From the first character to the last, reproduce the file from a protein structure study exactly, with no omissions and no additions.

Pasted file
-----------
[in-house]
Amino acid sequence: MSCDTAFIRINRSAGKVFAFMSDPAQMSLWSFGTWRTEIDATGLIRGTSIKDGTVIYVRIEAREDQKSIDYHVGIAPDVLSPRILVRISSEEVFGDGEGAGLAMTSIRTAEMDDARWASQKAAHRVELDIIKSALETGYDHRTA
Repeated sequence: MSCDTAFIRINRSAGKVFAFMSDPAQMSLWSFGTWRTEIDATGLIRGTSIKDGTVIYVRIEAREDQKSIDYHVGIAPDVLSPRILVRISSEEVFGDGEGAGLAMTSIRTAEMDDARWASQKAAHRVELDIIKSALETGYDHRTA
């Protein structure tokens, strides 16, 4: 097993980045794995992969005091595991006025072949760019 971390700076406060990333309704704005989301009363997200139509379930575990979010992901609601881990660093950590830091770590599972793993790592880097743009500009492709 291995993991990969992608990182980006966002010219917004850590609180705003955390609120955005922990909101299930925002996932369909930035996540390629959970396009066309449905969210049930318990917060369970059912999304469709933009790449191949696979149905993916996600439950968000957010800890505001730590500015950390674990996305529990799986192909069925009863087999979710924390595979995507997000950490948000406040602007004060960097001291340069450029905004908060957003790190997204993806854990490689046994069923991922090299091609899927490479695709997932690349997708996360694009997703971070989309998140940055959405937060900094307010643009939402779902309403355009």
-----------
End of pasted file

[in-house]
Amino acid sequence: MSCDTAFIRINRSAGKVFAFMSDPAQMSLWSFGTWRTEIDATGLIRGTSIKDGTVIYVRIEAREDQKSIDYHVGIAPDVLSPRILVRISSEEVFGDGEGAGLAMTSIRTAEMDDARWASQKAAHRVELDIIKSALETGYDHRTA
Repeated sequence: MSCDTAFIRINRSAGKVFAFMSDPAQMSLWSFGTWRTEIDATGLIRGTSIKDGTVIYVRIEAREDQKSIDYHVGIAPDVLSPRILVRISSEEVFGDGEGAGLAMTSIRTAEMDDARWASQKAAHRVELDIIKSALETGYDHRTA
């Protein structure tokens, strides 16, 4: 097993980045794995992969005091595991006025072949760019 971390700076406060990333309704704005989301009363997200139509379930575990979010992901609601881990660093950590830091770590599972793993790592880097743009500009492709 291995993991990969992608990182980006966002010219917004850590609180705003955390609120955005922990909101299930925002996932369909930035996540390629959970396009066309449905969210049930318990917060369970059912999304469709933009790449191949696979149905993916996600439950968000957010800890505001730590500015950390674990996305529990799986192909069925009863087999979710924390595979995507997000950490948000406040602007004060960097001291340069450029905004908060957003790190997204993806854990490689046994069923991922090299091609899927490479695709997932690349997708996360694009997703971070989309998140940055959405937060900094307010643009939402779902309403355009």